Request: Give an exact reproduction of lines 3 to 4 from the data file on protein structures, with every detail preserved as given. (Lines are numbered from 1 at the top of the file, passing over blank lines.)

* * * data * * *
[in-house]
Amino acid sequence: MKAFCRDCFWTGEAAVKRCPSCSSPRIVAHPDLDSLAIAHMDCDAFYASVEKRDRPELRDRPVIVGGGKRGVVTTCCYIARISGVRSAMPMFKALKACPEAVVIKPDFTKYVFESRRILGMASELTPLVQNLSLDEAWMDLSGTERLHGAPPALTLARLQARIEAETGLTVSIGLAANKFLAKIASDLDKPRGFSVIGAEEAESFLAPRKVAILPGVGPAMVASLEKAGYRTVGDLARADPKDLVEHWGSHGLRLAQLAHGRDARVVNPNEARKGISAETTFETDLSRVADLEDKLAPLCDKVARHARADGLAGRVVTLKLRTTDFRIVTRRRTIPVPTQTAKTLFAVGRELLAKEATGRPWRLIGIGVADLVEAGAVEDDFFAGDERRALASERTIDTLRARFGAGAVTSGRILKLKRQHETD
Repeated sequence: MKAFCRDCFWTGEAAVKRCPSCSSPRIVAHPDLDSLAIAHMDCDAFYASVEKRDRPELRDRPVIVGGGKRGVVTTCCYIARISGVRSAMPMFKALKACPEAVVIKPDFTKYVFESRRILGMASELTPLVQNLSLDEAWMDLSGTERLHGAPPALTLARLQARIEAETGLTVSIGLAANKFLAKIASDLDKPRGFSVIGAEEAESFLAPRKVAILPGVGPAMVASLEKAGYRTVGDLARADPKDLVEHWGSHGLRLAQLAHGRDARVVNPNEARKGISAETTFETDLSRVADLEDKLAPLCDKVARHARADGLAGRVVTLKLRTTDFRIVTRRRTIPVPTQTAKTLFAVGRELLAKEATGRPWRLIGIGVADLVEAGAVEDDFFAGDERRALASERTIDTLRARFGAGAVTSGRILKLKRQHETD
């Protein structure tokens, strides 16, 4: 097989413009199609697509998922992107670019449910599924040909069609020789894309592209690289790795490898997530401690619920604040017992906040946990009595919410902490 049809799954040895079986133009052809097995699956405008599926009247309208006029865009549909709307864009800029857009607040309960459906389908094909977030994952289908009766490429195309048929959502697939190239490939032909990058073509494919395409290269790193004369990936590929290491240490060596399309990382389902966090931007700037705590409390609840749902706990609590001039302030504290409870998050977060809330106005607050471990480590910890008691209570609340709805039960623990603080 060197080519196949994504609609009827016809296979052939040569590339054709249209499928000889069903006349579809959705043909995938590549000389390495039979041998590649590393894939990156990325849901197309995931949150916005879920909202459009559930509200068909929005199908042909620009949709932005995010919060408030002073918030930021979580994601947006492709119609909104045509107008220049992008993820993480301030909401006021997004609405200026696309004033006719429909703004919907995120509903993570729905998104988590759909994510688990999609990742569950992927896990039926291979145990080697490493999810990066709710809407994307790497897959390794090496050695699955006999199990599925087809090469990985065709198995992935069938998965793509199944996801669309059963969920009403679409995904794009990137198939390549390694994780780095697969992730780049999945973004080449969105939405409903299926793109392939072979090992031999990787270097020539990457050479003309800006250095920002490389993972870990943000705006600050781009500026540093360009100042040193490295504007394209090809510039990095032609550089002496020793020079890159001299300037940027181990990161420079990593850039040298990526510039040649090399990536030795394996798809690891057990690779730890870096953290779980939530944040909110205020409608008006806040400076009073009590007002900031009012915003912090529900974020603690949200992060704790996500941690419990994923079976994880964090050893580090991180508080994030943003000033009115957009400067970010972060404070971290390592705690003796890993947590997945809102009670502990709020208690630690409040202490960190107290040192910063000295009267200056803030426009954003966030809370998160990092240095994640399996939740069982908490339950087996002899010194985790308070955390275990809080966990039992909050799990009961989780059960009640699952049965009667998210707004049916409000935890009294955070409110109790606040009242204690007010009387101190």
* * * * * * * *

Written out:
Repeated sequence: MKAFCRDCFWTGEAAVKRCPSCSSPRIVAHPDLDSLAIAHMDCDAFYASVEKRDRPELRDRPVIVGGGKRGVVTTCCYIARISGVRSAMPMFKALKACPEAVVIKPDFTKYVFESRRILGMASELTPLVQNLSLDEAWMDLSGTERLHGAPPALTLARLQARIEAETGLTVSIGLAANKFLAKIASDLDKPRGFSVIGAEEAESFLAPRKVAILPGVGPAMVASLEKAGYRTVGDLARADPKDLVEHWGSHGLRLAQLAHGRDARVVNPNEARKGISAETTFETDLSRVADLEDKLAPLCDKVARHARADGLAGRVVTLKLRTTDFRIVTRRRTIPVPTQTAKTLFAVGRELLAKEATGRPWRLIGIGVADLVEAGAVEDDFFAGDERRALASERTIDTLRARFGAGAVTSGRILKLKRQHETD
């Protein structure tokens, strides 16, 4: 097989413009199609697509998922992107670019449910599924040909069609020789894309592209690289790795490898997530401690619920604040017992906040946990009595919410902490 049809799954040895079986133009052809097995699956405008599926009247309208006029865009549909709307864009800029857009607040309960459906389908094909977030994952289908009766490429195309048929959502697939190239490939032909990058073509494919395409290269790193004369990936590929290491240490060596399309990382389902966090931007700037705590409390609840749902706990609590001039302030504290409870998050977060809330106005607050471990480590910890008691209570609340709805039960623990603080 060197080519196949994504609609009827016809296979052939040569590339054709249209499928000889069903006349579809959705043909995938590549000389390495039979041998590649590393894939990156990325849901197309995931949150916005879920909202459009559930509200068909929005199908042909620009949709932005995010919060408030002073918030930021979580994601947006492709119609909104045509107008220049992008993820993480301030909401006021997004609405200026696309004033006719429909703004919907995120509903993570729905998104988590759909994510688990999609990742569950992927896990039926291979145990080697490493999810990066709710809407994307790497897959390794090496050695699955006999199990599925087809090469990985065709198995992935069938998965793509199944996801669309059963969920009403679409995904794009990137198939390549390694994780780095697969992730780049999945973004080449969105939405409903299926793109392939072979090992031999990787270097020539990457050479003309800006250095920002490389993972870990943000705006600050781009500026540093360009100042040193490295504007394209090809510039990095032609550089002496020793020079890159001299300037940027181990990161420079990593850039040298990526510039040649090399990536030795394996798809690891057990690779730890870096953290779980939530944040909110205020409608008006806040400076009073009590007002900031009012915003912090529900974020603690949200992060704790996500941690419990994923079976994880964090050893580090991180508080994030943003000033009115957009400067970010972060404070971290390592705690003796890993947590997945809102009670502990709020208690630690409040202490960190107290040192910063000295009267200056803030426009954003966030809370998160990092240095994640399996939740069982908490339950087996002899010194985790308070955390275990809080966990039992909050799990009961989780059960009640699952049965009667998210707004049916409000935890009294955070409110109790606040009242204690007010009387101190």